King County Library System levy lid lift is in passing mode—so far | Special Election
February 16, 2010 · Updated 10:08 AM
King County voters — along with a small number of eligible Snohomish County voters — appear to have approved a levy lid lift benefitting the King County Library System (KCLS).
Votes are still being counted from the Feb. 9 special election and numbers won’t be official until Feb. 24, but the lid lift was passing 125,102 to 114,685 as of the deadline for this issue.
The numbers represent the total number of combined votes from both counties. KCLS Director Bill Ptacek said the only Snohomish County voters eligible to cast ballots for the library issue live in the section of Bothell situated in that county.
But, judging from the results available so far, Ptacek also noted those voters are giving the library a good deal of support.
Unofficial numbers from Snohomish County show the lid lift gained the approval of almost 60 percent of those casting ballots there. In King County, the approval rating was sitting at 52 percent.
While the lid lift was intended to benefit the entire system, Ptacek noted it will help the coming new Kenmore KCLS branch be of as much service to residents as possible.
“It’s going to ensure the new Kenmore Library will be as available to the public as we wanted it to be,” he said.
Ptacek added he is just pleased voters apparently have recognized the system as a valuable asset.
As for the Kenmore project, it was not directly dependent on passage of the levy and Ptacek said he still expects construction to get under way next month. The first step is demolition of the existing building at the site of the new branch on Northeast 181st Street, the current location of the Kenmore branch of the US Post Office.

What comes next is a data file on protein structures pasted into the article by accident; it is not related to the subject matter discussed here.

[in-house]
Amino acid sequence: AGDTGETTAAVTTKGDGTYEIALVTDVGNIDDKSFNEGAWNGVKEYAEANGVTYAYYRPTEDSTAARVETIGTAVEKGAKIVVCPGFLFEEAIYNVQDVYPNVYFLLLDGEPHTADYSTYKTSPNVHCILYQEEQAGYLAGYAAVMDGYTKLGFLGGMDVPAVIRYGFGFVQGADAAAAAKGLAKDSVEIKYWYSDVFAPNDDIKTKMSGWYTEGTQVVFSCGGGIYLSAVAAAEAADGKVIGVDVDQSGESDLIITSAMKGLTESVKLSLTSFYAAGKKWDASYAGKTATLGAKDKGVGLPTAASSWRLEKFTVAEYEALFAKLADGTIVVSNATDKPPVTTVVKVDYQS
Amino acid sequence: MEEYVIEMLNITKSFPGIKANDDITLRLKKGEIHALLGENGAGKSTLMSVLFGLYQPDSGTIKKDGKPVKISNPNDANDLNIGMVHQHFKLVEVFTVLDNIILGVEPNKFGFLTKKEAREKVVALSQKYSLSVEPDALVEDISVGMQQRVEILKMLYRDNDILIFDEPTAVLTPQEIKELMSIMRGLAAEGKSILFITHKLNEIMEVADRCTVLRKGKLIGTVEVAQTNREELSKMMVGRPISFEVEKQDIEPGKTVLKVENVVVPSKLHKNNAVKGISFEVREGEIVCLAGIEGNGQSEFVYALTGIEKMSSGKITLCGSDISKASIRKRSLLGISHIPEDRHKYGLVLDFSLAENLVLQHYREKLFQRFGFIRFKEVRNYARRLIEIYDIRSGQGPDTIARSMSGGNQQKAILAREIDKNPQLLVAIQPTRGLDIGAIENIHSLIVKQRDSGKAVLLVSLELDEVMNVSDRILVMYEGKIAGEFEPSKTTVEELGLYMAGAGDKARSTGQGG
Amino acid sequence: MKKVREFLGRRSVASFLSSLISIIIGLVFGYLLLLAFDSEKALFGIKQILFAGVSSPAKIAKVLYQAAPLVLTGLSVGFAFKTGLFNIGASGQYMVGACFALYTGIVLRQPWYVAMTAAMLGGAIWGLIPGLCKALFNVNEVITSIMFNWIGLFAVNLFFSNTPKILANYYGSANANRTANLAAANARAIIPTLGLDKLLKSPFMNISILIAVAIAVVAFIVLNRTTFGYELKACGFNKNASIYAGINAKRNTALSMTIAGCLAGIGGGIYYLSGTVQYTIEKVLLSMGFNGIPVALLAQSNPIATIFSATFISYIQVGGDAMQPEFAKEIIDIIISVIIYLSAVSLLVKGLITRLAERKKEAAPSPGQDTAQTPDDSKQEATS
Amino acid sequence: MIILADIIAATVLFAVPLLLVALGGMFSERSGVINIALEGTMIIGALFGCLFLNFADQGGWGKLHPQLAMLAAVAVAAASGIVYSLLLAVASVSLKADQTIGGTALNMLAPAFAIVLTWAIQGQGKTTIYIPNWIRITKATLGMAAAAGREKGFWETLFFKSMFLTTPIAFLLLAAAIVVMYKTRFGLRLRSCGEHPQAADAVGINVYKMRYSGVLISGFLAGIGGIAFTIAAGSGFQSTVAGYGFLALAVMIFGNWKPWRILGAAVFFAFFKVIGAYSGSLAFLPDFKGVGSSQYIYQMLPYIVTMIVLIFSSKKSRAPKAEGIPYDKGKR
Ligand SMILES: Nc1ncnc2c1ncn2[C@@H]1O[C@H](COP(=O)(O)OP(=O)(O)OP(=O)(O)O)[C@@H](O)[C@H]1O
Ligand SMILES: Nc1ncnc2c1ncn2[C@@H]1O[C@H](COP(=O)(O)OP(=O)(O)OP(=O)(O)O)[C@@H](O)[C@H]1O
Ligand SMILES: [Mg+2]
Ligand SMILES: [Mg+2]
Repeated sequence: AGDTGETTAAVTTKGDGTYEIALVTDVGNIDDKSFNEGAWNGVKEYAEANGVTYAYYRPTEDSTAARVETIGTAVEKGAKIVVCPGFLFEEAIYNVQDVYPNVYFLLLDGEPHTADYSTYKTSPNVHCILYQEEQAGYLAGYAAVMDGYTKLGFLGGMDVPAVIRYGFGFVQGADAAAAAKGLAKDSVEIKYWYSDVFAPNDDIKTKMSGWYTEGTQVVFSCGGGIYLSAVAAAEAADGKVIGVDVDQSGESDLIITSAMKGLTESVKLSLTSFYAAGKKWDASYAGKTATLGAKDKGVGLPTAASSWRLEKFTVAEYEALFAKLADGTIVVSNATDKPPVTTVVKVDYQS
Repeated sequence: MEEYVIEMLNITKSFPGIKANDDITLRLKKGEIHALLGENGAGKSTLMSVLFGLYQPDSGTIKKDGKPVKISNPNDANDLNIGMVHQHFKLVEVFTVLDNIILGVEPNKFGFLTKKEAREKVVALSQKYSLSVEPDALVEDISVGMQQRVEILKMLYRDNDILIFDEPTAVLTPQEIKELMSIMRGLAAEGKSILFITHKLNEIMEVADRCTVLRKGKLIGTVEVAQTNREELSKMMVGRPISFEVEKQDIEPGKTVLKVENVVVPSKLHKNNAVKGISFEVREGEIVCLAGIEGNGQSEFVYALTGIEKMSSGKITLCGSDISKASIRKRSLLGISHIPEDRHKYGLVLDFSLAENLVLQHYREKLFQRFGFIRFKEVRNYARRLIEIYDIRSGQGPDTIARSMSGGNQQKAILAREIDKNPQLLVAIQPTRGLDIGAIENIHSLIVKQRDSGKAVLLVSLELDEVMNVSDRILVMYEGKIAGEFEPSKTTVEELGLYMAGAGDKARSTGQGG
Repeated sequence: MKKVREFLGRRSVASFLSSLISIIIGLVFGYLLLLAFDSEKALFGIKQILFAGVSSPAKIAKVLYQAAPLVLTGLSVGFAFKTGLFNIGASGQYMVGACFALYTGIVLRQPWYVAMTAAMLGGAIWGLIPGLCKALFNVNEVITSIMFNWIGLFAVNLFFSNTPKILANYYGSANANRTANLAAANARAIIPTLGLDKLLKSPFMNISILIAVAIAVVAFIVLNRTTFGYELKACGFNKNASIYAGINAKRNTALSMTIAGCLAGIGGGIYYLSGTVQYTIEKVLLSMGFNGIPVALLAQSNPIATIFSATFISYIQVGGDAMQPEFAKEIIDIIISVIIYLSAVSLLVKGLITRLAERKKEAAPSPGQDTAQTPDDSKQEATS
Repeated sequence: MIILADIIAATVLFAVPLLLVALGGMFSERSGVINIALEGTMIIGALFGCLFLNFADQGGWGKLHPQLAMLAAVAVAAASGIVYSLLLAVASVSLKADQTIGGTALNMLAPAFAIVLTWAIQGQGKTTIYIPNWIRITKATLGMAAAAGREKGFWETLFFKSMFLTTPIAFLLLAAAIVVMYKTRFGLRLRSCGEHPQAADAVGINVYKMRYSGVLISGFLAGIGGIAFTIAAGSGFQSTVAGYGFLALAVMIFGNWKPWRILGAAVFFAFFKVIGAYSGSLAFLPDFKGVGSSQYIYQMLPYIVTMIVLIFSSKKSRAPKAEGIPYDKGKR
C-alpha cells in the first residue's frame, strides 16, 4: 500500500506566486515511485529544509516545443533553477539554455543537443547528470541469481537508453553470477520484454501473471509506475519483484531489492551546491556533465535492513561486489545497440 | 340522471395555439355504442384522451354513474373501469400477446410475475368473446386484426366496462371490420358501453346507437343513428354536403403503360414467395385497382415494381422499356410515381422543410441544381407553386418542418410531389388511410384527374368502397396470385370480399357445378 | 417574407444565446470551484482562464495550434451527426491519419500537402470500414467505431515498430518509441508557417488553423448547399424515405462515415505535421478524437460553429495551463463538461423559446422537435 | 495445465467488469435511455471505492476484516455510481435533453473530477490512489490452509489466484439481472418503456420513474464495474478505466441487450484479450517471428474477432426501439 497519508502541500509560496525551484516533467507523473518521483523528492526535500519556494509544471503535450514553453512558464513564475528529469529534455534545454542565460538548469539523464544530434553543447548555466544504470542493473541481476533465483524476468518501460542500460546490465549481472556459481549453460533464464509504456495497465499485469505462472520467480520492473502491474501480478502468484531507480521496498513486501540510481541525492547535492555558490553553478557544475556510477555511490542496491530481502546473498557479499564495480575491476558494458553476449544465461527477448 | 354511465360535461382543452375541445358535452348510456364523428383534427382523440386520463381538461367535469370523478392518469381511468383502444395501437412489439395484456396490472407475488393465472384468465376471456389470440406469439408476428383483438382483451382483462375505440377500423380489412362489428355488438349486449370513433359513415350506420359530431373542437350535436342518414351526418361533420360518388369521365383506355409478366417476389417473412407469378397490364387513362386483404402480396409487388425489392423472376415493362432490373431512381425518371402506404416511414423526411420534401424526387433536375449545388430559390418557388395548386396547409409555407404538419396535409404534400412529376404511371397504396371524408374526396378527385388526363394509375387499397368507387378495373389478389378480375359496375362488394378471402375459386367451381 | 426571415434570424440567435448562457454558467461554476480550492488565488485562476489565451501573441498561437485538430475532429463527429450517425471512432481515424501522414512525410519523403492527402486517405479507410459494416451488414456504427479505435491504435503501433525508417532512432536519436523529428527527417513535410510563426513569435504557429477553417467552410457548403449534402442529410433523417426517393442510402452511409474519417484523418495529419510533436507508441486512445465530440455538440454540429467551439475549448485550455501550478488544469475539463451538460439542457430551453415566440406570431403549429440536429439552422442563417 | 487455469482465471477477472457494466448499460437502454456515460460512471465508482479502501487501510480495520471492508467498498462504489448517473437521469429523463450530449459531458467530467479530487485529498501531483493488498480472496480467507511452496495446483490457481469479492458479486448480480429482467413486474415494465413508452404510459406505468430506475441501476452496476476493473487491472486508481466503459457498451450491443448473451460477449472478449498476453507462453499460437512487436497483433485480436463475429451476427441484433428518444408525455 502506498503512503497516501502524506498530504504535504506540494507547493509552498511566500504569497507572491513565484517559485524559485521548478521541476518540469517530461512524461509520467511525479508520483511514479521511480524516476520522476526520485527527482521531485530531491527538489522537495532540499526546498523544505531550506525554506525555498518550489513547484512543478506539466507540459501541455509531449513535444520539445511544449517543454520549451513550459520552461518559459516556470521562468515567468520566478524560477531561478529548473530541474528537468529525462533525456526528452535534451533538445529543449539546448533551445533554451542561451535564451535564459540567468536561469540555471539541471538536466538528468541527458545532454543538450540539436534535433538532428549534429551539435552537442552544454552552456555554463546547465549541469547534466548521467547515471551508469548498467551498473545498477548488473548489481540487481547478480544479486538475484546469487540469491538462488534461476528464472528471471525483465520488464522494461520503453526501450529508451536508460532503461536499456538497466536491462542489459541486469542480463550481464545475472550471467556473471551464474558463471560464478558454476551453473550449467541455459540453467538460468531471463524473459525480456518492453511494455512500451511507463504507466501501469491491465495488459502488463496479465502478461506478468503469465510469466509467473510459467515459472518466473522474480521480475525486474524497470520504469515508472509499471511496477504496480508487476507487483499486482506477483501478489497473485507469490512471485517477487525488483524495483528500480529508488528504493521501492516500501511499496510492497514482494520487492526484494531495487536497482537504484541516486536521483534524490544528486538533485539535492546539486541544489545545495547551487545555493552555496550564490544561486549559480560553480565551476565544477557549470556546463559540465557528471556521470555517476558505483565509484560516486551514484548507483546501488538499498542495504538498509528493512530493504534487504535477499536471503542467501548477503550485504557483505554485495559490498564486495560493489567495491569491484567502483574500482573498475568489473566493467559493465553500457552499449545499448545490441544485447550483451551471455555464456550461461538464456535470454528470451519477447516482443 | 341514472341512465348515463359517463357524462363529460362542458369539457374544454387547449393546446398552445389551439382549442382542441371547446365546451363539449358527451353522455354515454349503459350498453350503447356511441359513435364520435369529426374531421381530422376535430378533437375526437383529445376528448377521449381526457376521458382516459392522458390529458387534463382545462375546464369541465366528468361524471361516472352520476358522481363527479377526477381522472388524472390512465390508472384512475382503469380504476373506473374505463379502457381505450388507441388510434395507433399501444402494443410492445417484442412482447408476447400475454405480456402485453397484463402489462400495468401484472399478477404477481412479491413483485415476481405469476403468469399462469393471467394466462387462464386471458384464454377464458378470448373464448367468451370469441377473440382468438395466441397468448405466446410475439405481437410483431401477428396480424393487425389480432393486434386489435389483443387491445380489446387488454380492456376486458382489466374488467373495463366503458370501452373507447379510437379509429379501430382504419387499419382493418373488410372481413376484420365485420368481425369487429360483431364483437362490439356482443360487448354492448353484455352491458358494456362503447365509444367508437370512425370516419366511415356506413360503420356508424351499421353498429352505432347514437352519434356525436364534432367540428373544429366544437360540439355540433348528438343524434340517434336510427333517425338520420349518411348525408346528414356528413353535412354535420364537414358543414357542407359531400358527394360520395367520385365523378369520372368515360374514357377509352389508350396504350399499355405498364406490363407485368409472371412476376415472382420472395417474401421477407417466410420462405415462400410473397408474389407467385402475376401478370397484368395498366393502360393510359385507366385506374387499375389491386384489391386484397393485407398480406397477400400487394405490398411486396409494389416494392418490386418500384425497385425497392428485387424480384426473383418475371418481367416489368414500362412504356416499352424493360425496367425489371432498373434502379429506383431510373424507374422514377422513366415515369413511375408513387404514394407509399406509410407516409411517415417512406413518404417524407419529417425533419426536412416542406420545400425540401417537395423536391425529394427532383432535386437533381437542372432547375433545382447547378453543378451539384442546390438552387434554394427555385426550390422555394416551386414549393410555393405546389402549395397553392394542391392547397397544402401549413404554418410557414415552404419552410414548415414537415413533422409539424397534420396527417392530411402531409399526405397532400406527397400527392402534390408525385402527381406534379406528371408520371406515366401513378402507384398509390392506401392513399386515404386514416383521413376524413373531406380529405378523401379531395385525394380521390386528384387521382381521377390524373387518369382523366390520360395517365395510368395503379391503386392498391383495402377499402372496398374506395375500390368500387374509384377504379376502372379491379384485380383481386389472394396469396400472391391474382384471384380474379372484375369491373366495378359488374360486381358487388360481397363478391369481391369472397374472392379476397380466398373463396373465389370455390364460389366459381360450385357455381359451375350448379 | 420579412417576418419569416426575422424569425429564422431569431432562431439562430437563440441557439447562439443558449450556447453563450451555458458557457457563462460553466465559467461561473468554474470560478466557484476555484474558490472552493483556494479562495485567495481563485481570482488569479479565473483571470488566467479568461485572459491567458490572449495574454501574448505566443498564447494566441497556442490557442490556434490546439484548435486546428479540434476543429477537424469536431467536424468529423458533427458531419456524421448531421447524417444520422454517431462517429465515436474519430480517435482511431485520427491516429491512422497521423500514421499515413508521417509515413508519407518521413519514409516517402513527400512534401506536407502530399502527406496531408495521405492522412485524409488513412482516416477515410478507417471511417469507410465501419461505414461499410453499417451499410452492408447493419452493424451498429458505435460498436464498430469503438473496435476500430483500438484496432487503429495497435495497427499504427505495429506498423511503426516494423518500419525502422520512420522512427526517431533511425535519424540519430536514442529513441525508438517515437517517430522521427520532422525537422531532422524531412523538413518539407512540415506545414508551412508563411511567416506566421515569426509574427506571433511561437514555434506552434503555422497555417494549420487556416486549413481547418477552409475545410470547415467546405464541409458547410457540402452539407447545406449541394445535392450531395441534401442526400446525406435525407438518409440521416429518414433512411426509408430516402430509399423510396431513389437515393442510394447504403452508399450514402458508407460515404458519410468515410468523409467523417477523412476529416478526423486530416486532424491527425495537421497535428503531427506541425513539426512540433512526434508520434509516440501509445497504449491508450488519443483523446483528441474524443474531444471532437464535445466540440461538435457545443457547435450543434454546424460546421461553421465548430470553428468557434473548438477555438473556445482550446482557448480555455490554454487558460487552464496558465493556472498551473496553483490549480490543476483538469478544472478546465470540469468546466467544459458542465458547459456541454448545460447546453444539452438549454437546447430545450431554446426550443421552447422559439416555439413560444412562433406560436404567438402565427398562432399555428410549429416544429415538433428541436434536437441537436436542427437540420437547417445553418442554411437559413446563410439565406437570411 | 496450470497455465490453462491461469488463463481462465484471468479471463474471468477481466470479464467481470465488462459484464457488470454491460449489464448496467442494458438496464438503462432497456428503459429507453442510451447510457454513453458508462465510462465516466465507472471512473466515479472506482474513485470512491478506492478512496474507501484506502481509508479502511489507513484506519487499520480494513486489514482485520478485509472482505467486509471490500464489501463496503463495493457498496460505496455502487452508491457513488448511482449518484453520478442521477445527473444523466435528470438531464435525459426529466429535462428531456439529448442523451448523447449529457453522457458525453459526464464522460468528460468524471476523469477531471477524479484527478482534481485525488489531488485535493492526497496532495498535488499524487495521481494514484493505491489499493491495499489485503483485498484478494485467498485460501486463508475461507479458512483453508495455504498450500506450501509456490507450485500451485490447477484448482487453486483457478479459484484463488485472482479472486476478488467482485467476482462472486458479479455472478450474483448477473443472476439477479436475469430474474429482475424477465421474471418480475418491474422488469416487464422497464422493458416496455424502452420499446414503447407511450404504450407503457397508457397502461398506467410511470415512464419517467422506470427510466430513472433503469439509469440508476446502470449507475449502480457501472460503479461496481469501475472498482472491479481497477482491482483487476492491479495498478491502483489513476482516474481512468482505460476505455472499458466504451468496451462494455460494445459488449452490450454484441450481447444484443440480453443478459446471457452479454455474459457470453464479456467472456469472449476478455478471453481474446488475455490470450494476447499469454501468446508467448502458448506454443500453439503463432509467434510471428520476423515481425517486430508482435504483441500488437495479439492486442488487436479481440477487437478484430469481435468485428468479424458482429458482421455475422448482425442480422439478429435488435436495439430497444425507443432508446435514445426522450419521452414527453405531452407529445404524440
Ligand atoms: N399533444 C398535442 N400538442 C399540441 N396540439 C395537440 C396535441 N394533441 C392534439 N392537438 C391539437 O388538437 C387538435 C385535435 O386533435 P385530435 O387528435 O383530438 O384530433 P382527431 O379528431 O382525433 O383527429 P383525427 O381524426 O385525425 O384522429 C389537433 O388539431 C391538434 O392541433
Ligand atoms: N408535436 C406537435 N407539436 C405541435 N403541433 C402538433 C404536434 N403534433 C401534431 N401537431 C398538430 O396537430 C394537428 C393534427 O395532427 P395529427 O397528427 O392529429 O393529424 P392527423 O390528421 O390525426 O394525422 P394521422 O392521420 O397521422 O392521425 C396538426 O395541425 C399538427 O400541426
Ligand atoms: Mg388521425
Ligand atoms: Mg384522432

The post office is set to move across the street into the old Kenmore city hall. Ptacek said contractors for the post office are in the city hall building and renovations are under way.
Regarding the lid lift, prior to the all-mail election that ended Feb. 9, a library spokesperson said KCLS officials would need to make “across the board cuts” of 10 to 15 percent in 2011 if the lid lift failed.
Community relations and marketing director for the library, Julie Brand said the cuts would have limited dollars spent on new books, technology and building maintenance. She added library hours of operation and staffing would have faced the budget axe in coming years.
What voters unofficially approved is an increase in the property tax levy rate benefitting KCLS, moving that rate to 50 cents per $1,000 of assessed valuation.
Brand said for a home valued at $400,000, that amounts to about $200 annually, up from about $168 annually.
According to Brand, the need for the levy sprung almost directly from voter passage of Initiative 747 in 2001. I-747 established a 1-percent limit on annual levy growth. Brand said library officials quickly recognized that because of that limitation, they would need to go back to voters occasionally.
“It’s become part of what we have to do,” she said.
Prior to the election, library officials stated that limited by I-747, revenue growth has not kept pace with inflation and rising operating costs driven up partly by a 43-percent increase in library usage.
Voters last approved a lid lift for the library system in 2002. The most recent lid lift did attract some opposition, led by Kirkland resident Will Knedlik. Knedlik particularly objected to a mailer sent out by KCLS that he said misrepresented the lid lift as temporary.
“When you tell voters they’re voting for an increase for one year and it’s in fact multiple years, you have a bait-and-switch tactic,” he said. “I’m not acquainted with any agency in government that has told this type of bold-faced lie.”
Knedlik could not be reached for comment following the election.